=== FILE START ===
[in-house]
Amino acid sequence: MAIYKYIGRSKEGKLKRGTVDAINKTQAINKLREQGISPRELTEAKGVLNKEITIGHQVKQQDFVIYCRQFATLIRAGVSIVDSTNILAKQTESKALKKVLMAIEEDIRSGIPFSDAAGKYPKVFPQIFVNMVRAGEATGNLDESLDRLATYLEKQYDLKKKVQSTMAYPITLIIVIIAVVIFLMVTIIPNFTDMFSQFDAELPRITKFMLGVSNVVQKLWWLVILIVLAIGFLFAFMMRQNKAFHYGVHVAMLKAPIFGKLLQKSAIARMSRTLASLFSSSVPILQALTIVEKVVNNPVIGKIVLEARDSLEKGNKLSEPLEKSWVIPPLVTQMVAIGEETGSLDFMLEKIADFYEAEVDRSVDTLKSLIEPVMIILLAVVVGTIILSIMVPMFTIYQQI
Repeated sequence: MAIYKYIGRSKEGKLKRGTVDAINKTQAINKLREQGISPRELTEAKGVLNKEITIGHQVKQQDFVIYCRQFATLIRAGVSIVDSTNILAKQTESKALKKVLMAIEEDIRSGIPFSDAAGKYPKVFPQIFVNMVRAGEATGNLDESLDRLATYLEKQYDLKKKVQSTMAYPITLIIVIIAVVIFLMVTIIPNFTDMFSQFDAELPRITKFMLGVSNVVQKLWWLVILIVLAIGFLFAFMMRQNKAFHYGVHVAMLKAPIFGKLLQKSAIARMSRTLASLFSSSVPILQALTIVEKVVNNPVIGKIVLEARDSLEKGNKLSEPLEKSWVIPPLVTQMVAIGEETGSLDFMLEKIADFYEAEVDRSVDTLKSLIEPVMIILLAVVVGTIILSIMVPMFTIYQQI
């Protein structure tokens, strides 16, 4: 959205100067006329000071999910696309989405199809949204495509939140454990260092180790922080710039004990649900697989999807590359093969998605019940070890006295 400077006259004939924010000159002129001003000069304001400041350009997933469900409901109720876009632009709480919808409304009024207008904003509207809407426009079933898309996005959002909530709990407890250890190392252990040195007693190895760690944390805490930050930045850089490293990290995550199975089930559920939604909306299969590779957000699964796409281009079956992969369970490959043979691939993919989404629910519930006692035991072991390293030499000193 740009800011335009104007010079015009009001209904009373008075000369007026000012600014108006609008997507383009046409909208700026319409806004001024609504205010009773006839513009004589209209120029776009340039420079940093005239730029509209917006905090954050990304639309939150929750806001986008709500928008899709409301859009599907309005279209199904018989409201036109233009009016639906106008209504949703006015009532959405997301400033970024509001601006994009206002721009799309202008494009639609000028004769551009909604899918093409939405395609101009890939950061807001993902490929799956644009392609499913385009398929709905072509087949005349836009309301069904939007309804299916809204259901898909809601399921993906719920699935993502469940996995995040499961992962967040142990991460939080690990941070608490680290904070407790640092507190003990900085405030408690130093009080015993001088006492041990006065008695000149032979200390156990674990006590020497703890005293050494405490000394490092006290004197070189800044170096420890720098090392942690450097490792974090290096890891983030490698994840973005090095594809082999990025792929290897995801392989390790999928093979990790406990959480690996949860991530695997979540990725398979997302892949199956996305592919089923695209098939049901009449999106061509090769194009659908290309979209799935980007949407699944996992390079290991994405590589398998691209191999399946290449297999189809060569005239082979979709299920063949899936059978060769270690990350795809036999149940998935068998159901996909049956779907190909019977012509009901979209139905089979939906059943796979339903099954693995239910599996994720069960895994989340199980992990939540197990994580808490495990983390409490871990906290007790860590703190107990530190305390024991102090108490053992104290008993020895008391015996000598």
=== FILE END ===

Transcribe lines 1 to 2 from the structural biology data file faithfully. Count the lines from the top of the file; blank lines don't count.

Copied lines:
[in-house]
Amino acid sequence: MAIYKYIGRSKEGKLKRGTVDAINKTQAINKLREQGISPRELTEAKGVLNKEITIGHQVKQQDFVIYCRQFATLIRAGVSIVDSTNILAKQTESKALKKVLMAIEEDIRSGIPFSDAAGKYPKVFPQIFVNMVRAGEATGNLDESLDRLATYLEKQYDLKKKVQSTMAYPITLIIVIIAVVIFLMVTIIPNFTDMFSQFDAELPRITKFMLGVSNVVQKLWWLVILIVLAIGFLFAFMMRQNKAFHYGVHVAMLKAPIFGKLLQKSAIARMSRTLASLFSSSVPILQALTIVEKVVNNPVIGKIVLEARDSLEKGNKLSEPLEKSWVIPPLVTQMVAIGEETGSLDFMLEKIADFYEAEVDRSVDTLKSLIEPVMIILLAVVVGTIILSIMVPMFTIYQQI